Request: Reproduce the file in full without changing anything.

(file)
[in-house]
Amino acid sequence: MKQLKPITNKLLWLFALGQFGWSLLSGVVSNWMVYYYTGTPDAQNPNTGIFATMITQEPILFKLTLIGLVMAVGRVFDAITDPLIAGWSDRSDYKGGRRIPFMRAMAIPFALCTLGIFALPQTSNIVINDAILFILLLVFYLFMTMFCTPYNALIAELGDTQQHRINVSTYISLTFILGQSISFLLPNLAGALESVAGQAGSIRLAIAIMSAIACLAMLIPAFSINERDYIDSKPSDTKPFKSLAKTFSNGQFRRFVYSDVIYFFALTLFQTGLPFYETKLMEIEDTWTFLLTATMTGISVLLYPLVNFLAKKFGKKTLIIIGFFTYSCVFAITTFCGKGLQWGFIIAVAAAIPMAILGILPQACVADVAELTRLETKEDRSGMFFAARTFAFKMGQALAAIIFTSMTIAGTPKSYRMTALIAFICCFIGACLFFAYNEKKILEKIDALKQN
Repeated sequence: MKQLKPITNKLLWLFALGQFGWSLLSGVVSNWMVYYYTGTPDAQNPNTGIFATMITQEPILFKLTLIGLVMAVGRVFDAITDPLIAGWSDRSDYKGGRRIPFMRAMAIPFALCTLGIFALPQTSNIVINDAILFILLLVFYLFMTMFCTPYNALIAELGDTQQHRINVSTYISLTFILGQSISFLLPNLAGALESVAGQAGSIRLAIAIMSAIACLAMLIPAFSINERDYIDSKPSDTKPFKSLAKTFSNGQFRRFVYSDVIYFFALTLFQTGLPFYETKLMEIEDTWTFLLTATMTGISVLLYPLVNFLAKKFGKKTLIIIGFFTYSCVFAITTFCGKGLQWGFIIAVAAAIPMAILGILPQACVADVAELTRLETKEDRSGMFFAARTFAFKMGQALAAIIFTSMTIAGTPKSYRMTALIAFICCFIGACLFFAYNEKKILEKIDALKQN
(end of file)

[in-house]
Amino acid sequence: MKQLKPITNKLLWLFALGQFGWSLLSGVVSNWMVYYYTGTPDAQNPNTGIFATMITQEPILFKLTLIGLVMAVGRVFDAITDPLIAGWSDRSDYKGGRRIPFMRAMAIPFALCTLGIFALPQTSNIVINDAILFILLLVFYLFMTMFCTPYNALIAELGDTQQHRINVSTYISLTFILGQSISFLLPNLAGALESVAGQAGSIRLAIAIMSAIACLAMLIPAFSINERDYIDSKPSDTKPFKSLAKTFSNGQFRRFVYSDVIYFFALTLFQTGLPFYETKLMEIEDTWTFLLTATMTGISVLLYPLVNFLAKKFGKKTLIIIGFFTYSCVFAITTFCGKGLQWGFIIAVAAAIPMAILGILPQACVADVAELTRLETKEDRSGMFFAARTFAFKMGQALAAIIFTSMTIAGTPKSYRMTALIAFICCFIGACLFFAYNEKKILEKIDALKQN
Repeated sequence: MKQLKPITNKLLWLFALGQFGWSLLSGVVSNWMVYYYTGTPDAQNPNTGIFATMITQEPILFKLTLIGLVMAVGRVFDAITDPLIAGWSDRSDYKGGRRIPFMRAMAIPFALCTLGIFALPQTSNIVINDAILFILLLVFYLFMTMFCTPYNALIAELGDTQQHRINVSTYISLTFILGQSISFLLPNLAGALESVAGQAGSIRLAIAIMSAIACLAMLIPAFSINERDYIDSKPSDTKPFKSLAKTFSNGQFRRFVYSDVIYFFALTLFQTGLPFYETKLMEIEDTWTFLLTATMTGISVLLYPLVNFLAKKFGKKTLIIIGFFTYSCVFAITTFCGKGLQWGFIIAVAAAIPMAILGILPQACVADVAELTRLETKEDRSGMFFAARTFAFKMGQALAAIIFTSMTIAGTPKSYRMTALIAFICCFIGACLFFAYNEKKILEKIDALKQN